If you’re a beer fan, chances are you have a few bottles of something rich and barrel-aged hanging around–that is, unless you’ve already gone through your backstock in these weird times. I like to enjoy few ounces of most of these big, sweet and boozey beers, and usually try to share a bottle among several friends. But given this month’s circumstances, the sharing part is less of an option. So I decided to share my beer with cake instead. A carrot cake in the style of coffee cakes–no streusel here, but feel to add one if you’d like. This cake highlights the rich flavors of aged beer and brings a bright sideparty into the picture with spices and nuts. I like my cake for breakfast, personally, so I tend to make mine slightly less sweet than a full-on dessert, but you are welcome to disagree and amp up the sweetness. Times are strange, make what you like. If your beer is not super sweet, then please do add a couple extra tablespoons sugar as well. This style of cake is somewhat forgiving. I used Brew 3000 from Fremont Brewing, a lovely malty and oaky flavor bomb, but great barrel-aged examples abound from the likes of Epic, Deschutes, Great Divide and many more. If you don’t have any barrel-aged beer on hand, right now is a great time to support your local breweries by purchasing some!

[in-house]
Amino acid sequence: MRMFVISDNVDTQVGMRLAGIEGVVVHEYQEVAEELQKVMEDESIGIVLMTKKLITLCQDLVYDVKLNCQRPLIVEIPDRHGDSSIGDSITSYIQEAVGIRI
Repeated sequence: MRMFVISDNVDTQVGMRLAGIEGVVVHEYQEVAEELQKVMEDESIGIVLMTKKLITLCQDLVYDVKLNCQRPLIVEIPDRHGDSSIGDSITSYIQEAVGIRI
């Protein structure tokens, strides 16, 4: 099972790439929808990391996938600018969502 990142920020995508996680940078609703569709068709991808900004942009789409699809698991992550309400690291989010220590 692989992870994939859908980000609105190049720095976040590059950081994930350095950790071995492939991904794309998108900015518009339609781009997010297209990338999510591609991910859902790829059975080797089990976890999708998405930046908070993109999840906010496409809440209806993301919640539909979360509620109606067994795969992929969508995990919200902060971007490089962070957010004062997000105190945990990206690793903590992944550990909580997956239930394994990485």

Hops are a key element of beer. First and most obviously, hops offer a growing catalog of many wonderfully unique flavors, providing brewers with a wide palette of different options to build creative recipes. And because hops are bacteriostatic and actively inhibit the growth of Gram-positive organisms, they help to keep some bacteria and other unwanted agents at bay during fermentation as well as storage. Hops also lend a helping hand to stabilizing beer foam and of course blend a bitter balance into the sweetness of an otherwise quite grainy and malty beverage. Finally, hops may even provide some mental health benefits as well. A 2017 study at the School of Health Science and Education at Harokopio University in Athens measured the self-reported stress, anxiety and depression levels of 36 participants and concluded that the application of dry hop extract over a four-week period provided significant meaningful improvements in perceived outlook and experience. In other words, hops can help!
In this series I showcase craft beer under 5% ABV: because life is too short to just have one beer. All posts are uncompensated and opinions are my own.